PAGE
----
Freedom of Speech
Freedom of Worship
Freedom From Want
Freedom From Fear
On Wednesday morning, following the much-anticipated, ceaselessly ballyhooed second presidential debate Tuesday night at Hofstra University in nearby Hempstead, Long Island (aka New York State), President Clinton, along with a distinguished array of political and civic leaders both active and retired, will inaugurate the Franklin D. Roosevelt Four Freedoms Park, dedicated to the 32nd president after 40 years of planning and development, and 62 years after his death. Just about right as a measure of history's abiding measure.
It defines the southern prow of the eponymous Roosevelt Island in New York City directly opposite the United Nations headquarters, where the East River forks in a stony wedge separating inland flow from the rush of ocean tides. Next stop: Europe and beyond, just as FDR viewed the globe ahead of his time. And it represents an unusual phenomena - the contemporary realization of a design approved two generations ago, but one that fell victim in the mid-seventies to the fiscal tumult of a declining city with its attendant policy realignments.
And it was conceived by the great architect and design prophet Louis I. Kahn, whose bankrupt obscurity at the time of his untimely death in 1974 by heart attack in Grand Central Terminal (arms laden as they were with blueprints of the Four Freedoms plan and his body unidentified and unclaimed in the City's morgue for more than three days) has been supplanted by universal broad acclamation. Such stature was fortified in part by the celebrated 2003 documentary My Architect: A Son's Journey, written and directed by his estranged and illegitimate son, Nathaniel. In sum, it is only recently that he has been recognized as perhaps America's greatest architect in the latter half of the 20th century. Such lapse in appreciation was yet another reason for its long moratorium and yet a central catalyst for a sustained determination to build it, thanks to a decided nonprofit push under the volunteer guidance of Ambassador William vanden Heuvel.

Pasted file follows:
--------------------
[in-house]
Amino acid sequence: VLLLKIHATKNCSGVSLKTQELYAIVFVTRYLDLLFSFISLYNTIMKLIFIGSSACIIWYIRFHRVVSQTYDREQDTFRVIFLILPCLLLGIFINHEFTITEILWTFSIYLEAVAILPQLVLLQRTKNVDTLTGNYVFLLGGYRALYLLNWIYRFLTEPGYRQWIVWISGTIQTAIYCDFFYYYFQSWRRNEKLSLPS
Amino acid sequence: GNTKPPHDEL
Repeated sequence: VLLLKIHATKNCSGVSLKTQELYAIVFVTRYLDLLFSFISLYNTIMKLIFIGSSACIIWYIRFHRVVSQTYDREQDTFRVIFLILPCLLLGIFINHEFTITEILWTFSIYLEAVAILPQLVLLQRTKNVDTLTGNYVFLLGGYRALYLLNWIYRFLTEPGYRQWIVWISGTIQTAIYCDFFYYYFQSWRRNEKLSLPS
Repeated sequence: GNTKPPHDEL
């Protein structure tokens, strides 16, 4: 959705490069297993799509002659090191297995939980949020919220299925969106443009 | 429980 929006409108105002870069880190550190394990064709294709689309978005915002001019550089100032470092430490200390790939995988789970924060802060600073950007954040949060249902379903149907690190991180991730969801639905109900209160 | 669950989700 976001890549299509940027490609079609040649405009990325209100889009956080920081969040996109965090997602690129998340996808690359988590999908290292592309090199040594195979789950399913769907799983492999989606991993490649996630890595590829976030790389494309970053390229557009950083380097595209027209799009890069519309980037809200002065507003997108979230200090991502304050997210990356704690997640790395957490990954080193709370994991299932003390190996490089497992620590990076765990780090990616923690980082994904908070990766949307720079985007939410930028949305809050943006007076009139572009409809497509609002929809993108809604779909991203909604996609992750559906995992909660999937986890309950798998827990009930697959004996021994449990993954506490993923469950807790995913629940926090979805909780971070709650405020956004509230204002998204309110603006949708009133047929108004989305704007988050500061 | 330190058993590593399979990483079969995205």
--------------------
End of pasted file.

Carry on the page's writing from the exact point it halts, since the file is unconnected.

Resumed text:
What perhaps matters as much as anything in the midst of such a close, high-strung presidential campaign is an interlude like this, taking stock of the slow arc of history judged accurately only through the lens of time-tested retrospection. The inevitable advent nowadays after four years or so out of office of "the presidential library" (just imagine the crowds there would be for, say, the "Millard Fillmore Library" had such a place-making imperative been in place since the Republic's founding...) adds to its welcome reprieve: A setting where such set expectations yield instead to resolute civic-minded vision that has stood time's test. It reassures us that the ever-mounting velocity of daily events can and must still leave concurrent space for slow synthesis.
Frank Gehry's proposed Dwight D. Eisenhower Memorial alongside our capital city's mall as now mired in the crosshairs of controversy would be well served by a comparable dose of measured community commitment minus the deadline-oriented fiats of office holders and their attendant bureaucracies. Whatever the final design resolution, it can only improve with such temporal filtering.
The Four Freedoms Park design-- realized at last-- unites classicists and modernists alike guided as they are by the timeless essence of Kahn's observation about the built world at its best, "What was has always been, what is has always been, and what will be has always been."
Regardless of what Tuesday's debate results herald in its instantaneous wake, all Americans and those who admire us should take stock the morning after to recall the essential principles that have animated our nation's abiding purpose as the four freedoms at last summarize with lapidary precision.